As you flip through the pages of this edition of The Daily, you should come across an article discussing an item known as the “refund rate.” We ask you to not immediately move on. If you have the time, read the piece, because you will gain a greater understanding of one of the least-understood, and most-important, aspects of Stanford student life.
Buried under bylaws and sub-paragraphs in the governing documents of the ASSU lies the refund rate. Every year, students vote in the spring ASSU election on whether or not to provide special-fees funds to voluntary student organizations (VSOs). A self-imposed tax on campus voters, special fees are charged to each and every one of our tuition bills under the heading “activities fees.” They pay for the workings and survival of 50 of the largest student groups on campus. (The Daily is one of them.) But this is not nearly the end of the story.
Not only are you able to vote on whether or not a student group should receive student funding, but you have the option at the beginning of each quarter, for a concise period of time, to go online to refund.stanford.edu and refund your portion of those student groups’ budgets. In effect, if you are to vote to fund a group, you can negate, or refund, your vote later. But if you do so, those student groups are then entitled to deny you the services they otherwise provide to the campus writ large.
If you do not fully understand the above paragraphs, do not worry too much. You are in good company. A great many student group leaders and elected officials, the individuals charged with engaging in this process, haven’t the foggiest as to how the system works. Even the editorial board, with a whole host of experiences across campus, could not explicate fully all the intricacies of special fees and the refund rate. This is a major problem.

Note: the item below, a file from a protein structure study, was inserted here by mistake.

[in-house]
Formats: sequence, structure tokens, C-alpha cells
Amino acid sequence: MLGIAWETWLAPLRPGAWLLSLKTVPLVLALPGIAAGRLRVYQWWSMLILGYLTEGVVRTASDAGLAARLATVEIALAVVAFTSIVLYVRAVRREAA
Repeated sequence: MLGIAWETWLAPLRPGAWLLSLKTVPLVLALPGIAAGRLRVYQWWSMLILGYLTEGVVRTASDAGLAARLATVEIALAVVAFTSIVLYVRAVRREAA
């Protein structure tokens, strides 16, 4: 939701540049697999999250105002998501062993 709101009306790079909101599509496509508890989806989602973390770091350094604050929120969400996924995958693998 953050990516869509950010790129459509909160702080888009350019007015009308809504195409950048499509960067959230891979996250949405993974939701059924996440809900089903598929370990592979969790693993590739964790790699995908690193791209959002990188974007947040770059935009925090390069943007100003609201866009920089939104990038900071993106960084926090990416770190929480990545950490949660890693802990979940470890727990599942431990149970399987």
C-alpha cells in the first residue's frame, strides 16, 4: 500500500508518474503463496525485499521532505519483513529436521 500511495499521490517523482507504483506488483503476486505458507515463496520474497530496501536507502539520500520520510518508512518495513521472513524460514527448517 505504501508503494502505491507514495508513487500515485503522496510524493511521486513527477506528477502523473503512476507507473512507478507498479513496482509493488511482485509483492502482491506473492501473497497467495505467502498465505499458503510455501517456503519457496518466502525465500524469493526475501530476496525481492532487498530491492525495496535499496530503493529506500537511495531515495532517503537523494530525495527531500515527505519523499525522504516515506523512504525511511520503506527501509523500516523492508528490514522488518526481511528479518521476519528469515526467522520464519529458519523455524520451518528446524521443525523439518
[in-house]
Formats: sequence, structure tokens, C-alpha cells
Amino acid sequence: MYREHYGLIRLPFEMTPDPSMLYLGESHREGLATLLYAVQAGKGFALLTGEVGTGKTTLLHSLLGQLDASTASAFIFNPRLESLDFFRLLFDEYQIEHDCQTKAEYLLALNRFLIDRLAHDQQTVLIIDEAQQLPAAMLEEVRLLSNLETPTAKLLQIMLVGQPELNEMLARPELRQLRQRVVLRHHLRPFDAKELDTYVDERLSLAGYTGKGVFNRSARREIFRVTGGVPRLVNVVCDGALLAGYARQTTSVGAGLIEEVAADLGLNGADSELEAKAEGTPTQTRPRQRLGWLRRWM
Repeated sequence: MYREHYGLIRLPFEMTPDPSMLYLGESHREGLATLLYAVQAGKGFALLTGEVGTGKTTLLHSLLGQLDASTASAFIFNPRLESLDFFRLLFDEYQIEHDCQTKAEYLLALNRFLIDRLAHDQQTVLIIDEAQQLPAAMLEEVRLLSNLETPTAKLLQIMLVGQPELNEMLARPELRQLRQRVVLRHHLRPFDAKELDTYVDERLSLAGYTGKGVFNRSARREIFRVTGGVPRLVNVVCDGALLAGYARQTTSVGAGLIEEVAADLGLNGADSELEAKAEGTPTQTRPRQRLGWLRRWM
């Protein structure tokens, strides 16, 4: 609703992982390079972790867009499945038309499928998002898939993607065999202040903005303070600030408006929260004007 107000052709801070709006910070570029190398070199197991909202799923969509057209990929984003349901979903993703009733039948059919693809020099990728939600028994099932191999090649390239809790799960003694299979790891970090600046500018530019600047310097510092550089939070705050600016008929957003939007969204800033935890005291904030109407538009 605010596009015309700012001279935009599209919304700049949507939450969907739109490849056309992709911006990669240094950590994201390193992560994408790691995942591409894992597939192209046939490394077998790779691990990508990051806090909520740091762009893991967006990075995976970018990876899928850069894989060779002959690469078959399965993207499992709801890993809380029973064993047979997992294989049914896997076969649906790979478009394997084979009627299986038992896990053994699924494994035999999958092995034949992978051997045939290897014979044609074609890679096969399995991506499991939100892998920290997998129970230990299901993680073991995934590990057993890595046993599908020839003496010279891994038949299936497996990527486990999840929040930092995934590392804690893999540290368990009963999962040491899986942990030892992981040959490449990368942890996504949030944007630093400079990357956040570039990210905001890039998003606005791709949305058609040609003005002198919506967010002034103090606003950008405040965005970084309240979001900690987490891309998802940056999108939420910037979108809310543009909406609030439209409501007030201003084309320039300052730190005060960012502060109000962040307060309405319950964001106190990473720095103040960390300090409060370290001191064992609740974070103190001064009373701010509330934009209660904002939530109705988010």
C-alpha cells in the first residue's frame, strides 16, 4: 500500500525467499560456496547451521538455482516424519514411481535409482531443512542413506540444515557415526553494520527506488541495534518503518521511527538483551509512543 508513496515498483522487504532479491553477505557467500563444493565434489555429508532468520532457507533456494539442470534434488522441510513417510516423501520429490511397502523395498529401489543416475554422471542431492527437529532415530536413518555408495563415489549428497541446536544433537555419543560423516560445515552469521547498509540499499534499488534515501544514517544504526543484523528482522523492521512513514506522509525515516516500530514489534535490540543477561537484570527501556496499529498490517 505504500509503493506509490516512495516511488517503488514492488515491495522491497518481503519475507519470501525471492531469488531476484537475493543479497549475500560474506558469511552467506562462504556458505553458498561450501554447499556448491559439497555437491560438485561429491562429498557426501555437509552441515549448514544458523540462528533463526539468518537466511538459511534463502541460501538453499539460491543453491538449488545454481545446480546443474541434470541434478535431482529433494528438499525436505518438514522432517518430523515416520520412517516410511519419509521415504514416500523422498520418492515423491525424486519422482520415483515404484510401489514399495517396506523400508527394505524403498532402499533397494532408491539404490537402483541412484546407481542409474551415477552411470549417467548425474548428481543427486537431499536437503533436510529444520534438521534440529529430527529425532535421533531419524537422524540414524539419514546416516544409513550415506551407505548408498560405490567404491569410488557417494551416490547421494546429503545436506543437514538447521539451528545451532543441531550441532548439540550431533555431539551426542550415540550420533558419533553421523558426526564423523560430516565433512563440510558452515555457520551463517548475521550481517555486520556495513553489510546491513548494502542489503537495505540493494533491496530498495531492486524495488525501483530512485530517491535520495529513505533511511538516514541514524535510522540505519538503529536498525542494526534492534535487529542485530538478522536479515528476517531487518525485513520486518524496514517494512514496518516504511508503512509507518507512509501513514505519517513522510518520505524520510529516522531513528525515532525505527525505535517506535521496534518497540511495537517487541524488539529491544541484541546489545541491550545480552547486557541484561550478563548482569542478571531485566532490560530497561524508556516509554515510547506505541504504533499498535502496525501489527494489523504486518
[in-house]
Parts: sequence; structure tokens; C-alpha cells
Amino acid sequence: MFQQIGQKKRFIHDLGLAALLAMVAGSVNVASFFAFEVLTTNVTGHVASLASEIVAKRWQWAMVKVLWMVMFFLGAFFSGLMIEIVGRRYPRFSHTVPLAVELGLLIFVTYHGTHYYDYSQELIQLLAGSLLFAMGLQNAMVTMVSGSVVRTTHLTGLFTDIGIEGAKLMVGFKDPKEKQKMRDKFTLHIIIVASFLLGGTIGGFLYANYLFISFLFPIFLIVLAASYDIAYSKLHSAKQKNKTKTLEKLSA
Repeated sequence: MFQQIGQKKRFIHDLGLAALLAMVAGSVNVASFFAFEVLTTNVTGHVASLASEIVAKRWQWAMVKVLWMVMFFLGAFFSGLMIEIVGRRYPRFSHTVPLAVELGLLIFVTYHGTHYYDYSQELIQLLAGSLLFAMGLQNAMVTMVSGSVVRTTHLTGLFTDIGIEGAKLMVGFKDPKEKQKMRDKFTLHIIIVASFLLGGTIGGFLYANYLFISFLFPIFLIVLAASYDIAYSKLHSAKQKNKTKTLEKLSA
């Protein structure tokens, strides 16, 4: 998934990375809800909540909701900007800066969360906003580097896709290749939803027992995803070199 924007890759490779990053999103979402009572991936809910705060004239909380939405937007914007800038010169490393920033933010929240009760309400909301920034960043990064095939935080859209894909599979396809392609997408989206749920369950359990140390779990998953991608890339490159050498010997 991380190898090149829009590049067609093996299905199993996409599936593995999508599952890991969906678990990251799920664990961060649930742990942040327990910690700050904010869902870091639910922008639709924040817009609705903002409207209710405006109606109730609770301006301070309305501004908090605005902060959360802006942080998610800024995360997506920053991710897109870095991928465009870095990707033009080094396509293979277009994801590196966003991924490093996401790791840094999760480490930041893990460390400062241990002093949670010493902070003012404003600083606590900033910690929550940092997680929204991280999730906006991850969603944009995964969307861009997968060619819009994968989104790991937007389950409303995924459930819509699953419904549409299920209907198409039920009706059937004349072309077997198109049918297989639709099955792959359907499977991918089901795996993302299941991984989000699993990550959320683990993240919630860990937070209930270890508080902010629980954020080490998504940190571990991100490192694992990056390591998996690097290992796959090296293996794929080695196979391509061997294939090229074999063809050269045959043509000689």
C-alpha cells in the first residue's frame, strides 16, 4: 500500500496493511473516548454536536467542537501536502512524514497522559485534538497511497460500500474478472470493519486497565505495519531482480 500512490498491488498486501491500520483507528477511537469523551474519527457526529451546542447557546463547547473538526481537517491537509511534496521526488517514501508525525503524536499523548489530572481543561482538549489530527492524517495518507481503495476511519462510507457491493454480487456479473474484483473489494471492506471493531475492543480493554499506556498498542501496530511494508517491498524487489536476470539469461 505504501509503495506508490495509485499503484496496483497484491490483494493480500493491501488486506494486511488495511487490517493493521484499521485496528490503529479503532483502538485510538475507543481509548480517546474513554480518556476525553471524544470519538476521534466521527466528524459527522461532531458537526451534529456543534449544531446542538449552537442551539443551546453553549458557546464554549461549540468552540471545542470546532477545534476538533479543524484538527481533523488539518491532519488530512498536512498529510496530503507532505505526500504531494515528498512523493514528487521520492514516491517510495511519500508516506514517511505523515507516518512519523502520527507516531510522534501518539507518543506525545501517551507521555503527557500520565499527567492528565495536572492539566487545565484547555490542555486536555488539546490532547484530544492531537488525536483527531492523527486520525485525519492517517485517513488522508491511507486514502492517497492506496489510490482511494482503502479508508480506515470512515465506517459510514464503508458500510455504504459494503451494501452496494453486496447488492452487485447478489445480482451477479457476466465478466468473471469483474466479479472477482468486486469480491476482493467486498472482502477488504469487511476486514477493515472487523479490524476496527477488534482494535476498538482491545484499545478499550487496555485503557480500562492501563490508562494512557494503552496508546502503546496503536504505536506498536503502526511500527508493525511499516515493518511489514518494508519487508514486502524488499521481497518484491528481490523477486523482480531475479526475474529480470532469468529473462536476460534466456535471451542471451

What we currently have at Stanford is a convoluted and problematic system that is understood by a select few individuals, which only compounds the fundamental institutional issues.
The editorial board believes it is incumbent upon student leaders in major VSOs, as well as the halls of elected office, to better explain what exactly the special fees and refund process is and how it affects undergraduate life on this campus. While we acknowledge the financial town hall the Undergraduate Senate recently held, the Appropriations Committee still exists largely independent of the average Stanford student. Almost all of the information about elections, budgets and refund rates exists as public information online, and as a campus community we must individually educate ourselves about the process, but we need elected and supported leaders to help synthesize these matters.
Furthermore, the editorial board urges the ASSU and Stanford Student Enterprises to take a deeper look at the special fees process itself. While the board was not unanimous on the specific issue, it had a deep discussion about exploring the possibility of doing away with the refund process. Nowhere in the real world will you find a place where you can negate your vote later. By doing away with the refund rate, your vote in the spring election would carry with it a greater level of weight. Responsible student groups should be able to demonstrate their worth over the course of seven months, and students must pay greater attention to what exactly their vote means.
There are no simple fixes to what is a major factor in the world of student life, and this is not a black and white issue. But to do nothing is not only irresponsible, it further impinges on the betterment of the undergraduate experience.